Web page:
Meanwhile, wild fish stocks are declining calamitously. It takes five times the effort to catch the same amount of fish now as it did in 1950, the report states.
If the “business as usual” approach continues, wild fish stocks will decline by 15%. This will cost the industry $83bn, as boats will have to travel further and fish deeper.
However, sustainable ecosystem management is one way to tap into a $40bn opportunity for the maritime industry worldwide, the WEF said.
Other key initiatives include retrofitting buildings to make them more efficient in both conserving heat and being well-ventilated. This would provide further major job opportunities.
In the energy sector there is an opportunity to create 87 million jobs and $3.5 trillion in business opportunities by 2030, the report states.
The authors said stimulus packages for solar and other renewables can not only generate millions of new jobs, but solar energy, even without subsidies matched existing fossil fuel costs in over 30 countries and were projected to be cheaper than coal in China and India by 2021.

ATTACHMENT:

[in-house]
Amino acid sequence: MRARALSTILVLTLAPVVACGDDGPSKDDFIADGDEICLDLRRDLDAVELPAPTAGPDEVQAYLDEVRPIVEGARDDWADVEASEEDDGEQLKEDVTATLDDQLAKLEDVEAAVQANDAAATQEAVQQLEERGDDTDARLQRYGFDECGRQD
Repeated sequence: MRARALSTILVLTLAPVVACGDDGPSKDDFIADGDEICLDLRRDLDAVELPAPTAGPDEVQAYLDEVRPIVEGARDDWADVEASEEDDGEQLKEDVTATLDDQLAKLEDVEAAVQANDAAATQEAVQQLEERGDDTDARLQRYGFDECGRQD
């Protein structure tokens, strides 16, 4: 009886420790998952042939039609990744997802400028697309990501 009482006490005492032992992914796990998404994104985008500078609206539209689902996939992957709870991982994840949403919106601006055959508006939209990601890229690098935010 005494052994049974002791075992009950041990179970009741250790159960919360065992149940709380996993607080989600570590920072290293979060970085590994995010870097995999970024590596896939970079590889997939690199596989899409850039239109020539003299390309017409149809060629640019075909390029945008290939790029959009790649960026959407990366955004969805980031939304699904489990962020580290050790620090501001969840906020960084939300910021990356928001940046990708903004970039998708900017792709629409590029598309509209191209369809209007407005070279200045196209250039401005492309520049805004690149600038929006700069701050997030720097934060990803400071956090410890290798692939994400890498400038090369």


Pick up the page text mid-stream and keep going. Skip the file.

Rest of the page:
Inger Andersen, United Nations under-secretary-general and executive director of the UN Environment Programme, told The Guardian: “As we enter into a historic decade of action to halt and reverse biodiversity loss by 2030 and address climate change, business has a critical role to play in environmental stewardship of our planet,”
“They have the technology, innovation and financing to make the shifts we need towards increased investment in nature’s infrastructure and nature-based solutions.”
SURVEY FINDS 7 PEOPLE IN 10 WORLDWIDE CONSIDER CLIMATE CHANGE AS SERIOUS AS COVID-19
A multinational poll conducted for Earth Day 2020 shows a 71% majority of the global public are as concerned about climate change as they are about COVID-19, and two thirds support a green economic recovery from the crisis.